Saying she was traumatized after suffering 25 bedbug bites in the fall at a Holiday Inn in North Carolina, a Spring Valley woman has filed a multimillion-dollar lawsuit against the company that operates the hotel chain.
Yvonne Rollins, 56, is suing InterContinental Hotels Group, seeking more than $7 million, alleging negligence, intentional infliction of emotional distress and breach of contract.
In a lawsuit filed Tuesday in U.S. District Court in White Plains, Rollins says that the Holiday Inn Express Hotel & Suites in Laurinburg, N.C., had a duty to provide her a “vermin-free” room during her two-night stay in October as she visited the area for a family reunion.
According to the suit, Rollins awoke to her cell phone ringing on Oct. 19, turned on a light and saw “something run across her pillow.” That’s when she noticed welts on her left wrist, arm, and hand, as well as a “huge hickey” on her forehead.
When she pulled back the seam of the pillow case, “hundreds of bedbugs scurried out,” the suit says. Rollins, who was staying in the room with her aunt, screamed and ran to tell a man working at the front desk, who agreed to check it out.
“Yeah they’re bugs all right,” he told her, scooping them into a cup and photographing them, as he planned to take them to a manager. With no other rooms available, he offered Rollins sheets to change the bed, but she declined, staying on the second-floor with a relative.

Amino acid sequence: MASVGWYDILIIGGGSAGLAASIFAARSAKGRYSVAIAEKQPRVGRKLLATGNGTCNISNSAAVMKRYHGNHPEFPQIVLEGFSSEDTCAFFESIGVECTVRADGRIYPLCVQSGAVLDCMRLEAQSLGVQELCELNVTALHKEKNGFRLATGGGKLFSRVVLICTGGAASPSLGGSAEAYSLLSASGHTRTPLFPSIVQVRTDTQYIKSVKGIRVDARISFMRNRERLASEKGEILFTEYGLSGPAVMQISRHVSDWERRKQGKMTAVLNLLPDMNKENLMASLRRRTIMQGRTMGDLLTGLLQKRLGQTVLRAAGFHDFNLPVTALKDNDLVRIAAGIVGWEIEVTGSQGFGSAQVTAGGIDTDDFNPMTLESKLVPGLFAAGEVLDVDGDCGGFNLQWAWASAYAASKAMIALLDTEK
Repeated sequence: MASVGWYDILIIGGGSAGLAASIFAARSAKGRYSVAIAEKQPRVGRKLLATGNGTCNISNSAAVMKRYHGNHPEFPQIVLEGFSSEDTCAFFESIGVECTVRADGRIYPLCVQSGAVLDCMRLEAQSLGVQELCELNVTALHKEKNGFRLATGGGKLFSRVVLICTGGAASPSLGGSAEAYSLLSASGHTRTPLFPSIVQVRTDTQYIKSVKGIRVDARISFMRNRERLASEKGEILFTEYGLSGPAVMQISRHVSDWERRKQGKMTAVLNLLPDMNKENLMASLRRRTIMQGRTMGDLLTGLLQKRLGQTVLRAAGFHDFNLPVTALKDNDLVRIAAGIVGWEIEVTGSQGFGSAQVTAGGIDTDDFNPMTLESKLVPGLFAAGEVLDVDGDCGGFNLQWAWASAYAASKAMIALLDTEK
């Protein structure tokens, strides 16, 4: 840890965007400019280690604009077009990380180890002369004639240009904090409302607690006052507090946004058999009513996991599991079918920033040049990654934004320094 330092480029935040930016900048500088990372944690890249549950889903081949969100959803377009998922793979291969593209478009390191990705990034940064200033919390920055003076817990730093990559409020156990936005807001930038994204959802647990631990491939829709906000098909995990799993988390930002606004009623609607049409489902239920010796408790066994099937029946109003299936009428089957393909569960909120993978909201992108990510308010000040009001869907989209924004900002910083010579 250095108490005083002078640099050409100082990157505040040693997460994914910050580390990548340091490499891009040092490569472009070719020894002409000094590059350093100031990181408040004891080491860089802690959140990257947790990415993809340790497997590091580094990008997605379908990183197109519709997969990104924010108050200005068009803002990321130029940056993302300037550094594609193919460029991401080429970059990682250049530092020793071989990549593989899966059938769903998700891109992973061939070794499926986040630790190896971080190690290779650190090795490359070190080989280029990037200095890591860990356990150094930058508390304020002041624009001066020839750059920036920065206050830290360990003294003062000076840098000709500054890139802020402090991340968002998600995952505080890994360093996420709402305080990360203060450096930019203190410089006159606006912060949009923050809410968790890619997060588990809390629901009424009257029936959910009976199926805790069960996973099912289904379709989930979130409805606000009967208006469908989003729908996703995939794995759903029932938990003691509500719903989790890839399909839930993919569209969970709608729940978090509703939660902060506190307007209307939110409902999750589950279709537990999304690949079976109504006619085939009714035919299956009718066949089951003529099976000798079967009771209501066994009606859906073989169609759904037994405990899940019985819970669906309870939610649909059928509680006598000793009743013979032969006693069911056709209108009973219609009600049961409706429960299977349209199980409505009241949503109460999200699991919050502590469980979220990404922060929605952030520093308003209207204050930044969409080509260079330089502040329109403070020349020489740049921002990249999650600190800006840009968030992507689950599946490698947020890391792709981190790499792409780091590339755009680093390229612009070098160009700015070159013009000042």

“This isn’t a case about whether the hotel exterminated,” Alice T. Crowe, a lawyer for Rollins, said today. “This is a case about a hotel’s failing housekeeping practices.”
Rollins, who sought medical attention after the attack and was prescribed medication to treat anxiety, also suffered a “persistent nervous cough” because of the episode, the lawsuit filing says, adding that doctors also told her that her condition might compromise her recovery from breast cancer, since bedbugs are known to carry some pathogens.
“It becomes a concern to know that,” Crowe said.
Bennett Gershman, a law professor at Pace University, said when contacted by The Journal News/LoHud.com that such suits are usually about negotiating a settlement, rather than hoping to collect full damages — in this case more than $7 million.
But Crowe bristled at any such suggestion.
“What price would you put on someone’s dignity?” Crowe said.
Rollins, who works part time as a nurse, said in an interview today that she has mostly recovered from the incident.
“I’m hanging in there,” she said. “It happened in October so most of that has worn off, the effects.”
Rollins filed for Chapter 13 bankruptcy in 2000 but said her financial affairs are in order and the lawsuit isn’t about money.
Officials at InterContinental Hotels Group could not immediately be reached for comment.